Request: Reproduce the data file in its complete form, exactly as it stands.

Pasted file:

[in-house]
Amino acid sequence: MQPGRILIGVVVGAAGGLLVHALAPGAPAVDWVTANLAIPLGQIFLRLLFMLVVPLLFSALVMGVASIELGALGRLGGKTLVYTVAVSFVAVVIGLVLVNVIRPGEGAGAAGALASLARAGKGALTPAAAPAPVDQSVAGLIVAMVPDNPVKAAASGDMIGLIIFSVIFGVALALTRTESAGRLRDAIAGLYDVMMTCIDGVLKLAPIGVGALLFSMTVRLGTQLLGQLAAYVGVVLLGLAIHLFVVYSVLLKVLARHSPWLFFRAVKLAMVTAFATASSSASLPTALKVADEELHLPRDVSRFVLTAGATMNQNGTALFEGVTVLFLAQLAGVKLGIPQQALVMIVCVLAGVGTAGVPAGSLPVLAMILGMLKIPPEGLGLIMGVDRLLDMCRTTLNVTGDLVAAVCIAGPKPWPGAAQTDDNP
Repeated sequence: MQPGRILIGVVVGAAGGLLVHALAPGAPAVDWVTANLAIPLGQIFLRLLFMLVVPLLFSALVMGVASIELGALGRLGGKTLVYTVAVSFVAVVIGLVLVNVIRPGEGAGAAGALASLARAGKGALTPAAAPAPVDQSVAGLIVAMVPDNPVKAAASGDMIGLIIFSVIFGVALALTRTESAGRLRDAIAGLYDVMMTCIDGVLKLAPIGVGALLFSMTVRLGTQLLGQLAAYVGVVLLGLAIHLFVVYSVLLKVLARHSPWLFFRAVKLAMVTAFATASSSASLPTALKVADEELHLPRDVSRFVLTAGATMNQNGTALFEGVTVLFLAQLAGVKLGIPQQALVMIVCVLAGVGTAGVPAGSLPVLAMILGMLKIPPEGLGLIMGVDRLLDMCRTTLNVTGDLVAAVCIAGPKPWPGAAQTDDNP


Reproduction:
[in-house]
Amino acid sequence: MQPGRILIGVVVGAAGGLLVHALAPGAPAVDWVTANLAIPLGQIFLRLLFMLVVPLLFSALVMGVASIELGALGRLGGKTLVYTVAVSFVAVVIGLVLVNVIRPGEGAGAAGALASLARAGKGALTPAAAPAPVDQSVAGLIVAMVPDNPVKAAASGDMIGLIIFSVIFGVALALTRTESAGRLRDAIAGLYDVMMTCIDGVLKLAPIGVGALLFSMTVRLGTQLLGQLAAYVGVVLLGLAIHLFVVYSVLLKVLARHSPWLFFRAVKLAMVTAFATASSSASLPTALKVADEELHLPRDVSRFVLTAGATMNQNGTALFEGVTVLFLAQLAGVKLGIPQQALVMIVCVLAGVGTAGVPAGSLPVLAMILGMLKIPPEGLGLIMGVDRLLDMCRTTLNVTGDLVAAVCIAGPKPWPGAAQTDDNP
Repeated sequence: MQPGRILIGVVVGAAGGLLVHALAPGAPAVDWVTANLAIPLGQIFLRLLFMLVVPLLFSALVMGVASIELGALGRLGGKTLVYTVAVSFVAVVIGLVLVNVIRPGEGAGAAGALASLARAGKGALTPAAAPAPVDQSVAGLIVAMVPDNPVKAAASGDMIGLIIFSVIFGVALALTRTESAGRLRDAIAGLYDVMMTCIDGVLKLAPIGVGALLFSMTVRLGTQLLGQLAAYVGVVLLGLAIHLFVVYSVLLKVLARHSPWLFFRAVKLAMVTAFATASSSASLPTALKVADEELHLPRDVSRFVLTAGATMNQNGTALFEGVTVLFLAQLAGVKLGIPQQALVMIVCVLAGVGTAGVPAGSLPVLAMILGMLKIPPEGLGLIMGVDRLLDMCRTTLNVTGDLVAAVCIAGPKPWPGAAQTDDNP